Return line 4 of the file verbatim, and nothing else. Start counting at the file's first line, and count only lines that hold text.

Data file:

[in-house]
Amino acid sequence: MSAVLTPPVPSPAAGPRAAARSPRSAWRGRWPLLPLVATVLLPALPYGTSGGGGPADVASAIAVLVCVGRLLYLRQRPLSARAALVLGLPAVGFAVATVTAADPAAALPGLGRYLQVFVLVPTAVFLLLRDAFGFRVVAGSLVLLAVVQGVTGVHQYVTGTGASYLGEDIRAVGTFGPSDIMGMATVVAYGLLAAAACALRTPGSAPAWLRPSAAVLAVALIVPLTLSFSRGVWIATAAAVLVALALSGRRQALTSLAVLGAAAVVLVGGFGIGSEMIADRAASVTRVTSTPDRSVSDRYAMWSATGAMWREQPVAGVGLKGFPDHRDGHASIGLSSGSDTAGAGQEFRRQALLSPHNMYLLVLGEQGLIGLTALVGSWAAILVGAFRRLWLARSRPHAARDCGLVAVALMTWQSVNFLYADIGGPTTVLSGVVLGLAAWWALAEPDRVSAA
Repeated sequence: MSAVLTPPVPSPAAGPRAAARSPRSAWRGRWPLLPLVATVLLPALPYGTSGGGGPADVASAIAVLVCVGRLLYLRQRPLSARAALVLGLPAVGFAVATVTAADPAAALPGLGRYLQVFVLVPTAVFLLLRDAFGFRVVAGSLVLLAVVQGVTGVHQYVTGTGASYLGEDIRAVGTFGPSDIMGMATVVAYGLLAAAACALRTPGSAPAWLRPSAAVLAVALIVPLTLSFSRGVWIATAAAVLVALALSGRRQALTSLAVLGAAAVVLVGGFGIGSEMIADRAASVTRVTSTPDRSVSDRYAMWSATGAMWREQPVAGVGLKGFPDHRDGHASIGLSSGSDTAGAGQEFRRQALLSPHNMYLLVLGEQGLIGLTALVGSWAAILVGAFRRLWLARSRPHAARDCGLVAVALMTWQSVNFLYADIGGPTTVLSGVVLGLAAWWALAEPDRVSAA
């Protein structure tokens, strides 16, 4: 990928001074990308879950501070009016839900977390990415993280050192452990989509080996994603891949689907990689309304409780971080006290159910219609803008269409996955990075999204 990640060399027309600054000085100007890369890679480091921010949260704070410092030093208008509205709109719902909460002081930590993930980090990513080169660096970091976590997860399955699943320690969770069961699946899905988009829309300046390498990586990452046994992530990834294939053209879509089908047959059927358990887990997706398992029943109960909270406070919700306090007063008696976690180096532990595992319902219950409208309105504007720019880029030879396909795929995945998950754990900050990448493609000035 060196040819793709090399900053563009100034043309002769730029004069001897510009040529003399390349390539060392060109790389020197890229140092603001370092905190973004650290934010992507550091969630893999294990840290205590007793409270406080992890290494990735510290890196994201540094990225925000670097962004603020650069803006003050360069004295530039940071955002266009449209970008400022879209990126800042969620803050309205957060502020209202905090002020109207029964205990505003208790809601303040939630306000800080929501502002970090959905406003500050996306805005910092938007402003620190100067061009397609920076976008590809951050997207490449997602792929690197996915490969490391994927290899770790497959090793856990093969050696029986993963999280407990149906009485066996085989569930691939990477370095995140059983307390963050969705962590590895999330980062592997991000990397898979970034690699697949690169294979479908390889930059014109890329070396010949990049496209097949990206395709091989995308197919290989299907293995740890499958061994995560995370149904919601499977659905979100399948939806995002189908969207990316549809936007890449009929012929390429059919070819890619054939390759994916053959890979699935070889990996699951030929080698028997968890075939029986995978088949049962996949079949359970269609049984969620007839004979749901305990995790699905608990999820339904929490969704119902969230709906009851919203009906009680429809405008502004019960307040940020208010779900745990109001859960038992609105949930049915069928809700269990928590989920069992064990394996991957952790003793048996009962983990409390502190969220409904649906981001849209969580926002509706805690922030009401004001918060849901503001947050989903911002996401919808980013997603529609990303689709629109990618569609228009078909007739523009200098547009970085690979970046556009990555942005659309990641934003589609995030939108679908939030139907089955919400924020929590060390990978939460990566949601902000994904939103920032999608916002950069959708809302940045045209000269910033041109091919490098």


């Protein structure tokens, strides 16, 4: 990928001074990308879950501070009016839900977390990415993280050192452990989509080996994603891949689907990689309304409780971080006290159910219609803008269409996955990075999204 990640060399027309600054000085100007890369890679480091921010949260704070410092030093208008509205709109719902909460002081930590993930980090990513080169660096970091976590997860399955699943320690969770069961699946899905988009829309300046390498990586990452046994992530990834294939053209879509089908047959059927358990887990997706398992029943109960909270406070919700306090007063008696976690180096532990595992319902219950409208309105504007720019880029030879396909795929995945998950754990900050990448493609000035 060196040819793709090399900053563009100034043309002769730029004069001897510009040529003399390349390539060392060109790389020197890229140092603001370092905190973004650290934010992507550091969630893999294990840290205590007793409270406080992890290494990735510290890196994201540094990225925000670097962004603020650069803006003050360069004295530039940071955002266009449209970008400022879209990126800042969620803050309205957060502020209202905090002020109207029964205990505003208790809601303040939630306000800080929501502002970090959905406003500050996306805005910092938007402003620190100067061009397609920076976008590809951050997207490449997602792929690197996915490969490391994927290899770790497959090793856990093969050696029986993963999280407990149906009485066996085989569930691939990477370095995140059983307390963050969705962590590895999330980062592997991000990397898979970034690699697949690169294979479908390889930059014109890329070396010949990049496209097949990206395709091989995308197919290989299907293995740890499958061994995560995370149904919601499977659905979100399948939806995002189908969207990316549809936007890449009929012929390429059919070819890619054939390759994916053959890979699935070889990996699951030929080698028997968890075939029986995978088949049962996949079949359970269609049984969620007839004979749901305990995790699905608990999820339904929490969704119902969230709906009851919203009906009680429809405008502004019960307040940020208010779900745990109001859960038992609105949930049915069928809700269990928590989920069992064990394996991957952790003793048996009962983990409390502190969220409904649906981001849209969580926002509706805690922030009401004001918060849901503001947050989903911002996401919808980013997603529609990303689709629109990618569609228009078909007739523009200098547009970085690979970046556009990555942005659309990641934003589609995030939108679908939030139907089955919400924020929590060390990978939460990566949601902000994904939103920032999608916002950069959708809302940045045209000269910033041109091919490098």